This competition is coordinated locally through Fourth District U.S. Representative David Price’s office. High school visual arts students in the counties of Orange, Durham, Chatham and Wake are eligible to apply.
If you are interested in participating in the 2003 Congressional High School Arts Competition and you live in Orange County, contact your high school art teacher or the Orange County Arts Commission for an application form and guidelines. You may also print the application form and guidelines directly from the US government web site at www.house.gov/hooley/artshow.html.
The deadline to apply is 5 pm on Wednesday, April 30, 2003. All entries must be delivered by that time to the Orange County Arts Commission’s office at 110 E. King Street in Hillsborough, NC.
Next Artists' Salon at ArtsCenter
The next Artists' Salon, sponsored by the Orange County Arts Commission, will be held on Friday, April 11, 2003.
April's topic will be a continuation of the “Artist’s Studio Space Needs” discussion began at the January 17th Artists’ Salon. Guest speaker(s) will be announced. Visit the Arts Commission’s web site (www.artsorange.org) for updated information.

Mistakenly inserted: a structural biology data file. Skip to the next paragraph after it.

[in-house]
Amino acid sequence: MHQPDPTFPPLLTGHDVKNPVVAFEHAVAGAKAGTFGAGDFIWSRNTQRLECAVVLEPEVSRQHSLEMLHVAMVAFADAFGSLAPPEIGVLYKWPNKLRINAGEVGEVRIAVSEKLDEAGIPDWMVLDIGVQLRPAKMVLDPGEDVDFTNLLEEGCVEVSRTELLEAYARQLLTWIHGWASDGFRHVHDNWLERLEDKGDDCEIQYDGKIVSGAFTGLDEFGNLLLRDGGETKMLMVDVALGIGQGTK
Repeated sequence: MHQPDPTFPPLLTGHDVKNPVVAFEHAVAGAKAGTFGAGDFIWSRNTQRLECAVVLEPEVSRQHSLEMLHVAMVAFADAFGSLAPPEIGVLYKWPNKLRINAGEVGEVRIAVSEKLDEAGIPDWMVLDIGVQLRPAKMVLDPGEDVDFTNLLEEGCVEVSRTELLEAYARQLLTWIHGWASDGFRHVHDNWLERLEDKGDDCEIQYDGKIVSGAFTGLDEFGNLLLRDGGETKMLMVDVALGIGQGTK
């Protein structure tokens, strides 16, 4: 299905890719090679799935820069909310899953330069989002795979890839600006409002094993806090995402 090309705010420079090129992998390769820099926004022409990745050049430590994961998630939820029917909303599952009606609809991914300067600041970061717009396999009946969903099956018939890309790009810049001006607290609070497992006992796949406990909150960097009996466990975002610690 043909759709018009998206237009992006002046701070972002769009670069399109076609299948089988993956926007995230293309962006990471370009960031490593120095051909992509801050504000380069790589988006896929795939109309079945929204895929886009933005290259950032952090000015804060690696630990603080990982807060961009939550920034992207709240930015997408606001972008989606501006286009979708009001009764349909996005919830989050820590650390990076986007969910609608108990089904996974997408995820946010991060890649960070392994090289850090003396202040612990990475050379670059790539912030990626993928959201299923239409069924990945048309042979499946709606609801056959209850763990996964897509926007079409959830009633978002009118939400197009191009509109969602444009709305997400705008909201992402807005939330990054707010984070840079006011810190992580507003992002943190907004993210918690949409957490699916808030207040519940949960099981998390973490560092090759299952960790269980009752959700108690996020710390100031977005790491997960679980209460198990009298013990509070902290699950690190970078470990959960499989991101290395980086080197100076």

If you are an artist interested in studio space in Orange County, please come to this meeting! Artists' Salons are held from 6-9 pm at the ArtsCenter in Carrboro. Light hors d'oeuvres will be served. Salons are free, for artists of all kinds - performing, visual, literary, whatever! Come to meet, network, and build a better arts environment for all Orange County Artists.
If you plan to attend, please RSVP to the Orange County Arts Commission at 919/245-2335 or email us at email@example.com.
Kaia Parker Fund for Young Dancers Announces Spring Deadline
In an effort to come to terms with the tragedy of Kaia Parker’s death in August of 2000, her family and teachers have joined with the Triangle Community Foundation to offer the Kaia Parker Fund for Young Dancers again this year. This fund was created to honor the memory of a beautiful and talented young woman from our community by opening the way ahead for others who, as she did, love dance and aspire to make it their lifework.